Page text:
NOAA Teacher At Sea
Aboard R/V Hugh R. Sharp
June 26 — July 7
Mission: Sea Scallop Survey
Geographical Area of Cruise: Northwest Atlantic Ocean
Date: June 26, 2013
Science and Technology Log:
I was very pleased to learn that the R/V Hugh R. Sharp is environmentally friendly. I was lucky enough to run into some of the crew members that were getting the ship ready to leave the dock. One of the crew members named Tim, showed me around the ship and pointed out various features that keep the ship running. I noticed many piles of crystal salt bags and asked what they were for. That conversation led to the discovery of how this ship and many other research vessels recycle their water while out at sea. Water is categorized into three types: clean water, gray water, and black water. Clean water is used for drinking, showering and washing clothes and dishes. Gray water is the water that has been used after washing the dishes, clothes and other uses. This water is not potable but can be reused in other areas that do not need purified water. Then there is the black water that is basically “toilet water.” The toilet water is run through a reverse osmosis process which is where the salt crystals are used. Once the water has been through the process, then it can be discharged back into the environment; in this case, the ocean. It is now clean and safe enough for all organisms in the ocean. Of course they try to get some volunteers to test this water before discharging it into the ocean but haven’t gotten any so far.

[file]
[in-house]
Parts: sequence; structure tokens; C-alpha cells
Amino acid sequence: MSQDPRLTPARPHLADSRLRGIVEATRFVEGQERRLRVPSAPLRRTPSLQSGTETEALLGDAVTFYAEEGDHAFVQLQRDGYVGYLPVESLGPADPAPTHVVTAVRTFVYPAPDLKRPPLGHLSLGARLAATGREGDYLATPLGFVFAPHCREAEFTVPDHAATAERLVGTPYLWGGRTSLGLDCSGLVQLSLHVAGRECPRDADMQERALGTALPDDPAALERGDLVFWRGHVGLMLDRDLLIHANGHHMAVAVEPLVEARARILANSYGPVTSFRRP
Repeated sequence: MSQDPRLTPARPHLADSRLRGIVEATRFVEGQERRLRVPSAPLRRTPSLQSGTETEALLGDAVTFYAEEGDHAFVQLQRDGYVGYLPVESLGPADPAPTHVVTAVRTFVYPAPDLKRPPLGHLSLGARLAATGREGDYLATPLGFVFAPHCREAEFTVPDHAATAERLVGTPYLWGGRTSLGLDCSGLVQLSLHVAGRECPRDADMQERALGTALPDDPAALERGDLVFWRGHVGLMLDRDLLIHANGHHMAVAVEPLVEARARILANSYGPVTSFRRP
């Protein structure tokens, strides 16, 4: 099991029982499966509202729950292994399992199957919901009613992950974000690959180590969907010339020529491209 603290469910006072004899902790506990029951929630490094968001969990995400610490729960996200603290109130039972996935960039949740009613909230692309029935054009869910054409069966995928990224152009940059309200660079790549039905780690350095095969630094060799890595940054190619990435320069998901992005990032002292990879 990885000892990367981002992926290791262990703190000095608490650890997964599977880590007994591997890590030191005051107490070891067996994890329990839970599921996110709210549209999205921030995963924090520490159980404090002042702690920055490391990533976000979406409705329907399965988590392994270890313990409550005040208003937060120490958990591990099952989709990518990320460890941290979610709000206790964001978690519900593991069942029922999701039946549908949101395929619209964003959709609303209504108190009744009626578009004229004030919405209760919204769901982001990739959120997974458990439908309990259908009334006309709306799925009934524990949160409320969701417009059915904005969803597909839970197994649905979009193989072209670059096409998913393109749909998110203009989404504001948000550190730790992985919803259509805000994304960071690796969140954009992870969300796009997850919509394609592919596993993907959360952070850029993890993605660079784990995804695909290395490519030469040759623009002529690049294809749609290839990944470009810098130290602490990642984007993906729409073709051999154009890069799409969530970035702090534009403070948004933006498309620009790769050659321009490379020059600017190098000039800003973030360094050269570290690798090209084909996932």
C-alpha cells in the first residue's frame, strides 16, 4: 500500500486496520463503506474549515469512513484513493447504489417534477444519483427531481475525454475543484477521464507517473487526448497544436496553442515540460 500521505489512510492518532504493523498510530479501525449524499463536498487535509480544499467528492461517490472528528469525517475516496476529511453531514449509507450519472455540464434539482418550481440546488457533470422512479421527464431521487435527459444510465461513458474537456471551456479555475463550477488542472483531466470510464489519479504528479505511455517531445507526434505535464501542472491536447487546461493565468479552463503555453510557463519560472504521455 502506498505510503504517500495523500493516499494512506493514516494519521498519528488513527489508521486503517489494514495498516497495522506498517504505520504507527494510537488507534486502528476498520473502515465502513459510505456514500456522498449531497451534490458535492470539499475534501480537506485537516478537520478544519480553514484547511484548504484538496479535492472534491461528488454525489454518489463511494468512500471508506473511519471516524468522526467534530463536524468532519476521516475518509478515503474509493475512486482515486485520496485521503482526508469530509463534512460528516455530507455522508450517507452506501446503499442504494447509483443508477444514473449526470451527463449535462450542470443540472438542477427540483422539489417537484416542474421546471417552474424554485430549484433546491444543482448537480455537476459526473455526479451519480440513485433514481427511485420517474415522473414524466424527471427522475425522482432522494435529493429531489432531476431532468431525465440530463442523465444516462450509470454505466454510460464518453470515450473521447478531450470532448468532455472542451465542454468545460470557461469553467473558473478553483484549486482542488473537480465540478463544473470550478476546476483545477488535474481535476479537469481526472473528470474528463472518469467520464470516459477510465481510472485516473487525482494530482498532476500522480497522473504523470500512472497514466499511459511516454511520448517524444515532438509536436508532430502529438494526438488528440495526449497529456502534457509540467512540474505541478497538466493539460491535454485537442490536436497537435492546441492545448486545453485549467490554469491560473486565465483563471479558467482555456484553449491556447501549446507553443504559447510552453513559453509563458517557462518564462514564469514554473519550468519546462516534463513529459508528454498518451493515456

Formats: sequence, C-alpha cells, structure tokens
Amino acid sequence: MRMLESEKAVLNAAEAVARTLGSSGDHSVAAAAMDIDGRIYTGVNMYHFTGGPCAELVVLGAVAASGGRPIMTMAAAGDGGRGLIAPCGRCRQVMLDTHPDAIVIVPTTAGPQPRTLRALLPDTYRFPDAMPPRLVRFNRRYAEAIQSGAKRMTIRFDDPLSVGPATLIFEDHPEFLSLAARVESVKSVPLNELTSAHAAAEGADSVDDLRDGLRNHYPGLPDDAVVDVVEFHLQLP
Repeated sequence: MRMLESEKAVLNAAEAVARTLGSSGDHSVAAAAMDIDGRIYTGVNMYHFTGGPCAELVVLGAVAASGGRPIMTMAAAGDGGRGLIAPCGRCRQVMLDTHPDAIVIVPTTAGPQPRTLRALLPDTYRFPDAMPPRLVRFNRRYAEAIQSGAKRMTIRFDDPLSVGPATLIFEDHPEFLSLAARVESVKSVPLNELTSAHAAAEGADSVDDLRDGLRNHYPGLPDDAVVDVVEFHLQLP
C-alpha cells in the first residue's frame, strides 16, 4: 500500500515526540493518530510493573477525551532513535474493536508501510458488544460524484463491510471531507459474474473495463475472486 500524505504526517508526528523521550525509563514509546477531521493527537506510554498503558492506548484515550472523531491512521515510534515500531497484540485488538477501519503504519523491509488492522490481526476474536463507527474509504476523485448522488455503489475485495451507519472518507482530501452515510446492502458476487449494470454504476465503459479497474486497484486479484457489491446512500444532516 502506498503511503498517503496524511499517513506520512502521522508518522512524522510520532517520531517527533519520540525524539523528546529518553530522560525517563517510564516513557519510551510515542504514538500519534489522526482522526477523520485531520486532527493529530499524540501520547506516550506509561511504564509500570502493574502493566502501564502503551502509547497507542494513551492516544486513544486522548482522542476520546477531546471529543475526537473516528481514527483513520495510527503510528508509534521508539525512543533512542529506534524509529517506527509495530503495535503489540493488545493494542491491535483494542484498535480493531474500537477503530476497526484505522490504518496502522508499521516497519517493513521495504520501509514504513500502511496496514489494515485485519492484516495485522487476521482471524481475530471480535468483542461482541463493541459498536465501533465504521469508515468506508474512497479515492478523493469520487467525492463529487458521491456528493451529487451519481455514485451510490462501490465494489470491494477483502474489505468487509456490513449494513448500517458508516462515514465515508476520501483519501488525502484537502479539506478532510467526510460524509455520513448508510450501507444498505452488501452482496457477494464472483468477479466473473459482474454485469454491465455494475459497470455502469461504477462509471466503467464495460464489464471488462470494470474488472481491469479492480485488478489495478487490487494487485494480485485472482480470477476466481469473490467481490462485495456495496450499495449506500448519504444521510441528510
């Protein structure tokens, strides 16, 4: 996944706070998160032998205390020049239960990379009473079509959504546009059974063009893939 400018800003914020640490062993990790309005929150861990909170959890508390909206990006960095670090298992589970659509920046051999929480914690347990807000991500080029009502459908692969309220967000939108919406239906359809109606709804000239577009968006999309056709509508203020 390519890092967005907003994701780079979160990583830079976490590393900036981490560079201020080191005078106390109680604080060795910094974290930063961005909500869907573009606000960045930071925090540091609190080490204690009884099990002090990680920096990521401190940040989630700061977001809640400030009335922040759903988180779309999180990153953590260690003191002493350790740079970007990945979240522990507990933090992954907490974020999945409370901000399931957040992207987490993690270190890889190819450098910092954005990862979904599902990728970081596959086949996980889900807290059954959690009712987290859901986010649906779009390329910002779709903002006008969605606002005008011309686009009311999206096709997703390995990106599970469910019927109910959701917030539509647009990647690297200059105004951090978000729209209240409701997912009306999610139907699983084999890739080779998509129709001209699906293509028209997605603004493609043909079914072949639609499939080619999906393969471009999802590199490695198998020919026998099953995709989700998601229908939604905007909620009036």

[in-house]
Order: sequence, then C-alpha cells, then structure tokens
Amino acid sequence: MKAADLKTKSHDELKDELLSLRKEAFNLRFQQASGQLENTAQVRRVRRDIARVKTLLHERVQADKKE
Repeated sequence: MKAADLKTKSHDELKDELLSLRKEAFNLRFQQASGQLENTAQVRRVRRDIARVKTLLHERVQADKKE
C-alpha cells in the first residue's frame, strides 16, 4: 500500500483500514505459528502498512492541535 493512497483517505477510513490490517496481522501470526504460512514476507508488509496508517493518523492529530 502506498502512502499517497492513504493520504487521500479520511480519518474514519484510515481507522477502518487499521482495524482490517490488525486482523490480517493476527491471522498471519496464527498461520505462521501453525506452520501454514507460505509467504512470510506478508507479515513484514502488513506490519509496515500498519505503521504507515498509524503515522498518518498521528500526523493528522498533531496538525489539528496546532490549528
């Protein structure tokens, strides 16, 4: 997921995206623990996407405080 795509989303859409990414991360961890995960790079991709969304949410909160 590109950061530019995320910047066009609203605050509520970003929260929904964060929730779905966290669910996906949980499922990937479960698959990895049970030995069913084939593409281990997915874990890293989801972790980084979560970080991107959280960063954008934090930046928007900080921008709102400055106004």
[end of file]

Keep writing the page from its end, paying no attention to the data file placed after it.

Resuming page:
Along with the recycling of the water, the ship also recycles plastic bottles and aluminum cans. All trash such as paper, table scraps and other is bagged up and disposed of once they return to port. So nothing is thrown overboard.
He also explained that there are very stiff penalties for ocean pollution and not being in compliance. One accidental spill of any sort of substance that goes into the ocean is equal to a $10,000 fine right off the bat. This applies to all commercial fishermen.
Tim also discussed the portable laboratory vans which in this case is used as the wet lab. These vans can be relocated and used on any of the ships that need them.
I have learned so much just in the first hour on board. I felt like a sponge absorbing all the new knowledge that I was receiving. There are so many people who make up the crew. Thanks to them for making the ship run smoothly. Then there are the research scientists that come on board. I would say about fifteen scientists. Many come from the University of Delaware, NOAA and Woods Hole. We were put into two teams: the day shift from 12:00 P.M. to 12:00 midnight and the midnight shift from 12:00 midnight to 12:00 P.M. in the afternoon. We had to pack our backpacks with everything that we thought we would need for that day because we were not allowed to go back to the stateroom because the other shift was sleeping. I was on the day shift and actually slept a good eleven hours between shifts.